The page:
Georgia v. Ashcroft, 539 U.S. 461, 24 (2003)

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484

GEORGIA v. ASHCROFT

Opinion of the Court

shake hands on a deal. Maintaining or increasing legislative positions of power for minority voters' representatives of choice, while not dispositive by itself, can show the lack of retrogressive effect under 5.

And it is also significant, though not dispositive, whether the representatives elected from the very districts created and protected by the Voting Rights Act support the new districting plan. The District Court held that the support of legislators from benchmark majority-minority districts may show retrogressive purpose, but it is not relevant in assessing retrogressive effect. See 195 F. Supp. 2d, at 89; see also post, at 503 (Souter, J., dissenting). But we think this evidence is also relevant for retrogressive effect. As the dissent recognizes, the retrogression inquiry asks how "voters will probably act in the circumstances in which they live." Post, at 509. The representatives of districts created to ensure continued minority participation in the political process have some knowledge about how "voters will probably act" and whether the proposed change will decrease minority voters' effective exercise of the electoral franchise.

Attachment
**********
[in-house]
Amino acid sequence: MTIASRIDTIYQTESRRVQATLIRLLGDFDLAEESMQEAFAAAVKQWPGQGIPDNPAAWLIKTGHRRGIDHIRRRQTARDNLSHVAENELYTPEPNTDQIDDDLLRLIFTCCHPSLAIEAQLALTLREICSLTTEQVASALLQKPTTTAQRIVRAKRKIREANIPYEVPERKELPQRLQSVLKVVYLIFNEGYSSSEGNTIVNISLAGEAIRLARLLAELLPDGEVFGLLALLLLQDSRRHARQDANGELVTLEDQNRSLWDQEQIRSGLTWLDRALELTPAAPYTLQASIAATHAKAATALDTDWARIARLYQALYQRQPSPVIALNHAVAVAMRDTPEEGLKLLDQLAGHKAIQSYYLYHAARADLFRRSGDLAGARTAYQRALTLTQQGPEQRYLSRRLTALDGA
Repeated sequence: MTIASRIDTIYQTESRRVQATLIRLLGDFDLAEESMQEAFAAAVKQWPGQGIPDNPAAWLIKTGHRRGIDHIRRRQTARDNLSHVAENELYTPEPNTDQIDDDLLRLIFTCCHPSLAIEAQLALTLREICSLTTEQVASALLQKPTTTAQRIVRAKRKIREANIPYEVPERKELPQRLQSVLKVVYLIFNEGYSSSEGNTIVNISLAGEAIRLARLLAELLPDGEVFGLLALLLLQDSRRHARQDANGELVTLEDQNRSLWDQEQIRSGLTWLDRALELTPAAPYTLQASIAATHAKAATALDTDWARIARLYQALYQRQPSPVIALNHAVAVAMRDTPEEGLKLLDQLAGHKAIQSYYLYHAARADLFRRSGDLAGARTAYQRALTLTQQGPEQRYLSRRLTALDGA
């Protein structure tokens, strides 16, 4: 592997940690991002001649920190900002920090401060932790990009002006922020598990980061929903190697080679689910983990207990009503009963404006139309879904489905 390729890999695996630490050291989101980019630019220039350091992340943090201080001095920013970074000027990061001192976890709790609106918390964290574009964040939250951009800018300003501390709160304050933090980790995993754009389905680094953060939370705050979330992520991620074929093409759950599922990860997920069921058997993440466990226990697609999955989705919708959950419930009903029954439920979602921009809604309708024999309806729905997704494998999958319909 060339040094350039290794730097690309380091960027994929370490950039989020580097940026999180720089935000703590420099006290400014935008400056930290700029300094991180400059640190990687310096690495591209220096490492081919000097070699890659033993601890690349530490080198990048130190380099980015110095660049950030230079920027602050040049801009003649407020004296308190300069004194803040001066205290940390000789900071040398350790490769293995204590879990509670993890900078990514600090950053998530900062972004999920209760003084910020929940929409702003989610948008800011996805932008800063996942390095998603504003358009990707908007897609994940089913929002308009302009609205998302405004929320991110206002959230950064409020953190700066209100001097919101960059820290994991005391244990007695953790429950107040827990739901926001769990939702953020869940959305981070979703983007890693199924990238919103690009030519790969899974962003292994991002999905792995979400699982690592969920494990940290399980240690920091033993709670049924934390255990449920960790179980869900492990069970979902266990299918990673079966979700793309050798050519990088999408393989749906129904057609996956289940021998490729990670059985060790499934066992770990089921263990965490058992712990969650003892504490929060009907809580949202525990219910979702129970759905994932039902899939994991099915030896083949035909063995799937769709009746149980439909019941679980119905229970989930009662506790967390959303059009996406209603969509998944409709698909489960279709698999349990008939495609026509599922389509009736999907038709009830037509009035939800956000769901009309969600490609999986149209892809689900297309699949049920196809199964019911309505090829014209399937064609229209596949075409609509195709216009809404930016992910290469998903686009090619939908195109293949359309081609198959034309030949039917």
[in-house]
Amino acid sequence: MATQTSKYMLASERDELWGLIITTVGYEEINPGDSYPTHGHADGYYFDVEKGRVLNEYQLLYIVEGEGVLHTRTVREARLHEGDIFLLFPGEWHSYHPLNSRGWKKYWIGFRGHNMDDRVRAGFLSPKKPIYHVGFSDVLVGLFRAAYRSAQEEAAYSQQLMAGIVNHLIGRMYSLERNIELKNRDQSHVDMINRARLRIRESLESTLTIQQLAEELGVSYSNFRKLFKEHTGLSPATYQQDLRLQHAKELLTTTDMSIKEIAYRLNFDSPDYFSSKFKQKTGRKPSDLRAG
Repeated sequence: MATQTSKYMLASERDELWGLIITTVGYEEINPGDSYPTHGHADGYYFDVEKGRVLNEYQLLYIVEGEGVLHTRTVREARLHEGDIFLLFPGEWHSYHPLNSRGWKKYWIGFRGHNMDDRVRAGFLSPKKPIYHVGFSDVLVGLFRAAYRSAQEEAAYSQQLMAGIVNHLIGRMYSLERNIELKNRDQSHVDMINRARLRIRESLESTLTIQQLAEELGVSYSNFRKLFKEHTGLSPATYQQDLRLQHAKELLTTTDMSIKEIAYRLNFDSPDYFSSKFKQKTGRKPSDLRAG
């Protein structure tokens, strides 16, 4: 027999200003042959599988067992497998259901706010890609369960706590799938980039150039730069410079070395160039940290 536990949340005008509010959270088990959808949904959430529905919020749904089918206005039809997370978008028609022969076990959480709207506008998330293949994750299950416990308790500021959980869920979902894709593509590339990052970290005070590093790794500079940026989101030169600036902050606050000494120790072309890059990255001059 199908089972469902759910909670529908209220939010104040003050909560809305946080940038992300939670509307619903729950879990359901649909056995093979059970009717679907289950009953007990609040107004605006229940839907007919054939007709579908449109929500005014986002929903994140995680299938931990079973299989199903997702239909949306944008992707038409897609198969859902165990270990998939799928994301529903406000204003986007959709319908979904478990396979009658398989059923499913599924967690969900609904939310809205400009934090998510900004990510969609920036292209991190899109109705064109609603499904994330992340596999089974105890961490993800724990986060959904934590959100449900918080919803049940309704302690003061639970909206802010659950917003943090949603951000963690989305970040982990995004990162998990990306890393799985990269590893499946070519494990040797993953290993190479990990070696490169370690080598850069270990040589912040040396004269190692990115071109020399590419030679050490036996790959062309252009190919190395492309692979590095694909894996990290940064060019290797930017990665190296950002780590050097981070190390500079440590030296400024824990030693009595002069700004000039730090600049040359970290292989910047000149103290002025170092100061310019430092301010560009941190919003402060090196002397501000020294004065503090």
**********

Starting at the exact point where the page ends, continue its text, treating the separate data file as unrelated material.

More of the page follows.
The dissent maintains that standards for determining nonretrogression under 5 that we announce today create a situation where "[i]t is very hard to see anything left of" 5. Post, at 495. But the dissent ignores that the ability of a minority group to elect a candidate of choice remains an integral feature in any 5 analysis. Cf. Thornburg v. Gingles, supra, at 98 (O'Connor, J., concurring in judgment). And the dissent agrees that the addition or subtraction of coalitional districts is relevant to the 5 inquiry. See post, at 492, 504. Yet assessing whether a plan with coalitional districts is retrogressive is just as fact-intensive as whether a plan with both influence and coalitional districts is retrogressive. As Justice Souter recognized for the Court in the 2 context, a court or the Department of Justice should assess the totality of circumstances in determining retrogression under 5. See Johnson v. De Grandy, supra, at

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